Division of Bendigo
Australian House of Representatives Division
Division of Bendigo (green) in Victoria
|Area||6,255 km2 (2,415.1 sq mi)|
The Division of Bendigo is an Australian Electoral Division in the state of Victoria. The division was created in 1900 and was one of the original 75 divisions contested at the first federal election. It is named for the city of Bendigo.
The division is situated on the northern foothills of the Great Dividing Range in North Central Victoria. It covers an area of approximately 6,255 square kilometres (2,415 sq mi) and provides the southern gateway to the Murray Darling Basin. In addition to the city of Bendigo, other large population centres in the division include , , and .
Bendigo has been a marginal seat, changing hands regularly between the Labor Party and the conservative parties; typically mirroring voting patterns in state elections. However, it has remained a Labor seat since the 1998 Election. Bendigo has had 16 members, the highest number of any federal electorate, equal to Denison.
Its most notable members have been its first representative, Sir John Quick, who was a leading federalist, and Prime Minister Billy Hughes who, although from Sydney, represented Bendigo for two terms at a time when the federal Parliament met in Melbourne, and who moved to the seat after leaving the Labor Party over conscription, holding the seat as the leader of the Nationalist Party.
John Brumby, who held the seat from 1983 to 1990, later became Premier of Victoria. Brumby was defeated in Bendigo at the 1990 election by a former state Legislative Councillor, Bruce Reid, who retained the seat narrowly in 1993 and 1996, before retiring at the 1998 election, when a 4.3% swing delivered the seat to Labor's Steve Gibbons. Reid has a minor claim to fame through being the third candidate in the contest for Liberal leadership between John Hewson and John Howard after the party's 1993 election defeat. Reid attracted one vote, presumably his own.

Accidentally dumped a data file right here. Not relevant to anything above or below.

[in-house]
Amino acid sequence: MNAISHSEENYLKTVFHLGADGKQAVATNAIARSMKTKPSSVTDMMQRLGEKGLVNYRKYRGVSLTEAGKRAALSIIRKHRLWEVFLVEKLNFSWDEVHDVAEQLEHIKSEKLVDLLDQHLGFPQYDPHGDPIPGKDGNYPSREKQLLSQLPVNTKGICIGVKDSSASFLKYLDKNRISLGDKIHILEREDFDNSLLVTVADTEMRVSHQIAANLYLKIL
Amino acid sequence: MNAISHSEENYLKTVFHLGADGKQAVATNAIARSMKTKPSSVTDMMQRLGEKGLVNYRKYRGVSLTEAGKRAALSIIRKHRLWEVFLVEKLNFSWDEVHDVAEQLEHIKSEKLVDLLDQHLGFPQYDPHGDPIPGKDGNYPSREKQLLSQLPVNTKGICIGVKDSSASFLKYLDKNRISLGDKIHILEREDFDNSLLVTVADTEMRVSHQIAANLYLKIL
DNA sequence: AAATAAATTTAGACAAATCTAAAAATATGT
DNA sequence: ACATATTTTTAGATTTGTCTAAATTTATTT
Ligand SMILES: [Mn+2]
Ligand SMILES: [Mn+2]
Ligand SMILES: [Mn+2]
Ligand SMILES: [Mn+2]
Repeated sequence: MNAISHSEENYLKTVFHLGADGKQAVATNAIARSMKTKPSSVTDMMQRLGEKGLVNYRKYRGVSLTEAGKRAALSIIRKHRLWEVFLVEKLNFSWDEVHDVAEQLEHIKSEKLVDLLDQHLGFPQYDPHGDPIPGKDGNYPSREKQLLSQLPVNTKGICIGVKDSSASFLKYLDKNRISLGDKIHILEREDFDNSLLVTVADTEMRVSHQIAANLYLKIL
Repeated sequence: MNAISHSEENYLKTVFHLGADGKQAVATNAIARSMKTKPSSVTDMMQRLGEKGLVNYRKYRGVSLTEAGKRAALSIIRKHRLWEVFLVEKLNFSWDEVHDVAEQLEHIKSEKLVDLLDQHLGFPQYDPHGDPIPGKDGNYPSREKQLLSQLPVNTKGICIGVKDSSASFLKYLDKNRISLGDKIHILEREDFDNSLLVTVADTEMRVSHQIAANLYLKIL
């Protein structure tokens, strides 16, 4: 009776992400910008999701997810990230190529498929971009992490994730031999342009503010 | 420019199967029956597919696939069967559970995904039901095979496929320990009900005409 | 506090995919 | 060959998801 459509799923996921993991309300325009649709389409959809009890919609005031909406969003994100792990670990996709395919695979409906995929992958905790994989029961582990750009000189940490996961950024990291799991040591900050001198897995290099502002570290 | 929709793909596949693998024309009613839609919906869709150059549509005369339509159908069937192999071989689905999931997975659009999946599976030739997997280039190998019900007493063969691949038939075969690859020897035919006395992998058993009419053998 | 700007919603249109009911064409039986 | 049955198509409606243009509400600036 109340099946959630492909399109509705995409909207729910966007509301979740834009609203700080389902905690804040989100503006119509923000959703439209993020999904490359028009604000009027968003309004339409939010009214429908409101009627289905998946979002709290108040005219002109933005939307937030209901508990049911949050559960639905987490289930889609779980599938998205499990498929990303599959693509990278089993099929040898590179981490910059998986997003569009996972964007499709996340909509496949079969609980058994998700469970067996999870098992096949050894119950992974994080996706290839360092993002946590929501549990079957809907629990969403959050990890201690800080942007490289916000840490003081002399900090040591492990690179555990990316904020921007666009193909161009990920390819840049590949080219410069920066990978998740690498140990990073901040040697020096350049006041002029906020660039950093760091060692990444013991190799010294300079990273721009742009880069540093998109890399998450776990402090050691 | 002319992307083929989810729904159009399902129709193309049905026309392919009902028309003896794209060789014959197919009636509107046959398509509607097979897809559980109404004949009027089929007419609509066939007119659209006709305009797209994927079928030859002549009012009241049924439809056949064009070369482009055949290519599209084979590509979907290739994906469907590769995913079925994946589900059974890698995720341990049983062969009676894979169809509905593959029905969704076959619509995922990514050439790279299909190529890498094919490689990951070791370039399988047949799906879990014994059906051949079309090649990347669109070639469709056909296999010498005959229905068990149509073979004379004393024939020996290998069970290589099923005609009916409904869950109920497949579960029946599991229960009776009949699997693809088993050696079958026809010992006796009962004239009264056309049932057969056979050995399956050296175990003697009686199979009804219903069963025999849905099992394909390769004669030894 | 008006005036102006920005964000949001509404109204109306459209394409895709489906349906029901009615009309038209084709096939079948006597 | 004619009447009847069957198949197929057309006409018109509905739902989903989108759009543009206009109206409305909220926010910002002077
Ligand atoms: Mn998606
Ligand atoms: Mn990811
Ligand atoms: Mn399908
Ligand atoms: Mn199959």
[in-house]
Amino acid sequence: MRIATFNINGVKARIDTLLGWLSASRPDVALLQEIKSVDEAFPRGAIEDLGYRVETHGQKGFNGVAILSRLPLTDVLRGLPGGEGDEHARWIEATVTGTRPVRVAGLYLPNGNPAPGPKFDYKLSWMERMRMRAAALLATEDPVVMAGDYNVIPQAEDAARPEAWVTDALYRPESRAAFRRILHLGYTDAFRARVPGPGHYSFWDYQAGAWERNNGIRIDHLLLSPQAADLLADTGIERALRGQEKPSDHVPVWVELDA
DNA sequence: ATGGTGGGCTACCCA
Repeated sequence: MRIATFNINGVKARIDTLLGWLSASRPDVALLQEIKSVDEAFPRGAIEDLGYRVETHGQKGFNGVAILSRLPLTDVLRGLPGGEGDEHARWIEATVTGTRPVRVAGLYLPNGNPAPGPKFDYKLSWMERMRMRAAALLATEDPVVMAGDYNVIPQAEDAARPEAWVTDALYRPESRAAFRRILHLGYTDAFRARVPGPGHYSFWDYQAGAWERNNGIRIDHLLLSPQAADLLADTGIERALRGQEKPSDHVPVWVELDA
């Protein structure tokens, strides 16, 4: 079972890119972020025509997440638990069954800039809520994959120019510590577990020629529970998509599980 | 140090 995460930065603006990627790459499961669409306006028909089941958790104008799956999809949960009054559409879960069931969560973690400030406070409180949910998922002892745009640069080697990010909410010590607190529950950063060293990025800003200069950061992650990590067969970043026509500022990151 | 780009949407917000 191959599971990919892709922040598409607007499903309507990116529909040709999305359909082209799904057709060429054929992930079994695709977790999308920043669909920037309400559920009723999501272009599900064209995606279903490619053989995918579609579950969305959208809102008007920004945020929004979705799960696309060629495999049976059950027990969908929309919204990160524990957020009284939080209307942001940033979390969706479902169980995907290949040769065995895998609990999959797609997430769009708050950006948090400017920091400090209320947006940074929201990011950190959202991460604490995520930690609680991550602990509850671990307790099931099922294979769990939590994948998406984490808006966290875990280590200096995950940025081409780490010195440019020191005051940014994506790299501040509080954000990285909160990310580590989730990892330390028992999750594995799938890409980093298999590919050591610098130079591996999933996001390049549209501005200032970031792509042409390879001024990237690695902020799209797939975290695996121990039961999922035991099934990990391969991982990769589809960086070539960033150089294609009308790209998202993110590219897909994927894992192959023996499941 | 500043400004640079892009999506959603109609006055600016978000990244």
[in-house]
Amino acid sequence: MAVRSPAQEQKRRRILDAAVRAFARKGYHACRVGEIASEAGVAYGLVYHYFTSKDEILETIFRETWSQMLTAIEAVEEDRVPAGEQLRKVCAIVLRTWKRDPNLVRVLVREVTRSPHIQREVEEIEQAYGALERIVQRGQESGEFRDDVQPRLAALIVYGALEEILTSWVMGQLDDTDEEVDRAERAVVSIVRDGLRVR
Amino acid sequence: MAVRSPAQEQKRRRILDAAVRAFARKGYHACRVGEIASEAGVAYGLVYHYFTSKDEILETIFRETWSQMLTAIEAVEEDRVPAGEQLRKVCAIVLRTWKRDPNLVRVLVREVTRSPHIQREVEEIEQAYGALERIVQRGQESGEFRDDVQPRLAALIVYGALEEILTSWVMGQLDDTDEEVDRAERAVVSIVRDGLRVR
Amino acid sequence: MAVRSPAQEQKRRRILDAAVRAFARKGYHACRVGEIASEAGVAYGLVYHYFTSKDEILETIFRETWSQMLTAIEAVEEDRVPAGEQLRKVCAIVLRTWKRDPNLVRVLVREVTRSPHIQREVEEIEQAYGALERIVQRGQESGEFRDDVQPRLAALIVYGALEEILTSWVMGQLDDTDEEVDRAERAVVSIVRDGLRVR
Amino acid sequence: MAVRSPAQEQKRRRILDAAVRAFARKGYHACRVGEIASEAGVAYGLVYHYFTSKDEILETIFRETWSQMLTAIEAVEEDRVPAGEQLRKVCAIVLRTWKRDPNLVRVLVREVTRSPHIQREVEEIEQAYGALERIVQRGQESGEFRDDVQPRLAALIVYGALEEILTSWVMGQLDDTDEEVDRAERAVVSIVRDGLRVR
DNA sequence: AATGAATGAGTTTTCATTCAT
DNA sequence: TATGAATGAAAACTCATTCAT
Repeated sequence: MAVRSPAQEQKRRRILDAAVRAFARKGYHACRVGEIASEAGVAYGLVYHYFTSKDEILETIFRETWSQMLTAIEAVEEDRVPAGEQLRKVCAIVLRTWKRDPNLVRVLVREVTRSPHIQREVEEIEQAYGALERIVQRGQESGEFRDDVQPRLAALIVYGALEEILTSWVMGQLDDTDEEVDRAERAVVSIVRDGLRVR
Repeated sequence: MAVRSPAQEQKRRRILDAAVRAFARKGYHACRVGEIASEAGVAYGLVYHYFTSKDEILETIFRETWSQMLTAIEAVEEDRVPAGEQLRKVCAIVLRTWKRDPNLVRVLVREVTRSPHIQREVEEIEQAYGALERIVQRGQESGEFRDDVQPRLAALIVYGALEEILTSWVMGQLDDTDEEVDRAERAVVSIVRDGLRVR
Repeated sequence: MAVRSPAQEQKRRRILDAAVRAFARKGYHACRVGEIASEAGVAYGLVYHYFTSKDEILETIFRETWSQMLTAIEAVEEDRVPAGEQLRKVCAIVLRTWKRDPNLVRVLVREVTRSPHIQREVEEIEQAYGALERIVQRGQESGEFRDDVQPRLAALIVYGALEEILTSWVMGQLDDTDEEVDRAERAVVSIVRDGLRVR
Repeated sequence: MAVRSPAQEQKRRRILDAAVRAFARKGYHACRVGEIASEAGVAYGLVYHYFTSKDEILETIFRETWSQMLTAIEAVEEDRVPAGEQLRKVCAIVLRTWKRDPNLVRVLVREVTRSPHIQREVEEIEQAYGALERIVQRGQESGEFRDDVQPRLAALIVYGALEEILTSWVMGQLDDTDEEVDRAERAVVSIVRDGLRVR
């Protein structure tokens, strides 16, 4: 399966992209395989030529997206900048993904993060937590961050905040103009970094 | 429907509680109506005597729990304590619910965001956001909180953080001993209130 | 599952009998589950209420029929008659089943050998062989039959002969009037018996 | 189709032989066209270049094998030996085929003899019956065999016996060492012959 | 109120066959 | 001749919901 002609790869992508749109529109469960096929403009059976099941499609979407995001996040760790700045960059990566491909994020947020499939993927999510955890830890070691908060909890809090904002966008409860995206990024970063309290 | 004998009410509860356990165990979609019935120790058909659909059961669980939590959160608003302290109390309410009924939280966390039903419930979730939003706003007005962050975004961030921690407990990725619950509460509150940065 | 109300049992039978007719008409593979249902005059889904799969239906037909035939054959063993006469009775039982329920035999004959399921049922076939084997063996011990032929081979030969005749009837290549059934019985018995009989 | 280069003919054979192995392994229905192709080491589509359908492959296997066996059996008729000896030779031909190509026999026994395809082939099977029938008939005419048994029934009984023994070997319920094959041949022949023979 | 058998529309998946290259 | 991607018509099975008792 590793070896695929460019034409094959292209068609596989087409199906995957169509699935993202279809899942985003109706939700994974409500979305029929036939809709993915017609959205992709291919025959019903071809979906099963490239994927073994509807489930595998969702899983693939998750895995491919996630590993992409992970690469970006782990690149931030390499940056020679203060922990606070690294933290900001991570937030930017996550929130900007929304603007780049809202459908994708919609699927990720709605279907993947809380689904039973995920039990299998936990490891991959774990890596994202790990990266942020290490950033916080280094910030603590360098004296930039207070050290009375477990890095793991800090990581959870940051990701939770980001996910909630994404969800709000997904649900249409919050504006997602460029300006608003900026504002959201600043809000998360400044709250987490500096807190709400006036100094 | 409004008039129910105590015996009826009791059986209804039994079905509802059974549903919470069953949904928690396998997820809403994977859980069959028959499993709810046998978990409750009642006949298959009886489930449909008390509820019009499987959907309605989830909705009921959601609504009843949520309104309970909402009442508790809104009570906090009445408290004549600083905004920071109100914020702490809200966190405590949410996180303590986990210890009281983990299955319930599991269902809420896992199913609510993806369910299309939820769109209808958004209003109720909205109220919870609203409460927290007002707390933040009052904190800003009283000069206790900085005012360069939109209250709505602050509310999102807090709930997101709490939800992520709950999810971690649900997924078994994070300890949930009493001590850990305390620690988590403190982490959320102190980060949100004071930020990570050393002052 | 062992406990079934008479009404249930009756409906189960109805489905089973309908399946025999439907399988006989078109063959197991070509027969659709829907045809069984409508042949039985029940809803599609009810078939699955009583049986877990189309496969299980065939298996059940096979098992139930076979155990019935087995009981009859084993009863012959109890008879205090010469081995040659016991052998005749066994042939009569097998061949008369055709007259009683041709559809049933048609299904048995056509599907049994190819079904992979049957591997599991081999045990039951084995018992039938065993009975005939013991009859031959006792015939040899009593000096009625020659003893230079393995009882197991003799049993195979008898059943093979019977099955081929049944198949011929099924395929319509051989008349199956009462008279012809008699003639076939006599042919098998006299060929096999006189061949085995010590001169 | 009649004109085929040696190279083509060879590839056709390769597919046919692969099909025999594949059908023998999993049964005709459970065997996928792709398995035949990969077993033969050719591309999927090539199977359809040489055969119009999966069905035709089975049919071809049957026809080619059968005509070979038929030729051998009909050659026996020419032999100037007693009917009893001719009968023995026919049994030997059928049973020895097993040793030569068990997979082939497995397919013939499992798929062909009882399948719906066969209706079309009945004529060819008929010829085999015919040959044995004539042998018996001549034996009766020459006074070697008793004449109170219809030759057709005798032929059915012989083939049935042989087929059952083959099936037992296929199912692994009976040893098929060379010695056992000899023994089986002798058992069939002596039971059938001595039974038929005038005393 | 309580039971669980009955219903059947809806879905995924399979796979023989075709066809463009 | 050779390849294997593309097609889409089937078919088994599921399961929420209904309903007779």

|Sir John Quick||Protectionist||1901–1906|
|Eric Harrison||United Australia||1931–1937|
|Australian federal election, 2013: Bendigo|
|Palmer United||Anita Donlon||2,336||2.52||+2.52|
|Sex Party||Charlie Crutchfield||2,220||2.40||+2.40|
|Family First||Alan Howard||1,036||1.12||−2.98|
|Katter's Australian||Stephen Stingel||745||0.81||+0.81|
|Country Alliance||Rod Leunig||538||0.58||+0.58|
|Rise Up Australia||Sandra Caddy||499||0.54||+0.54|
|Total formal votes||92,519||94.29||−2.07|
- "Two Party Preferred by division for Bendigo, Vic". Virtual Tally Room, Election 2013. Australian Electoral Commission. 4 October 2013. Retrieved 19 May 2014.
- "Profile of the electoral division of Bendigo (Vic)". Current federal electoral divisions. Australian Electoral Commission. 1 October 2013. Retrieved 23 November 2013.
- Green, Antony (11 October 2013). "Federal election 2013: Bendigo results". Australia Votes (Australia: ABC). Retrieved 23 November 2013.
- Bowe, William. "Seat of the week: Bendigo". The Poll Bludger. crikey.com.au. Retrieved 2015-08-13.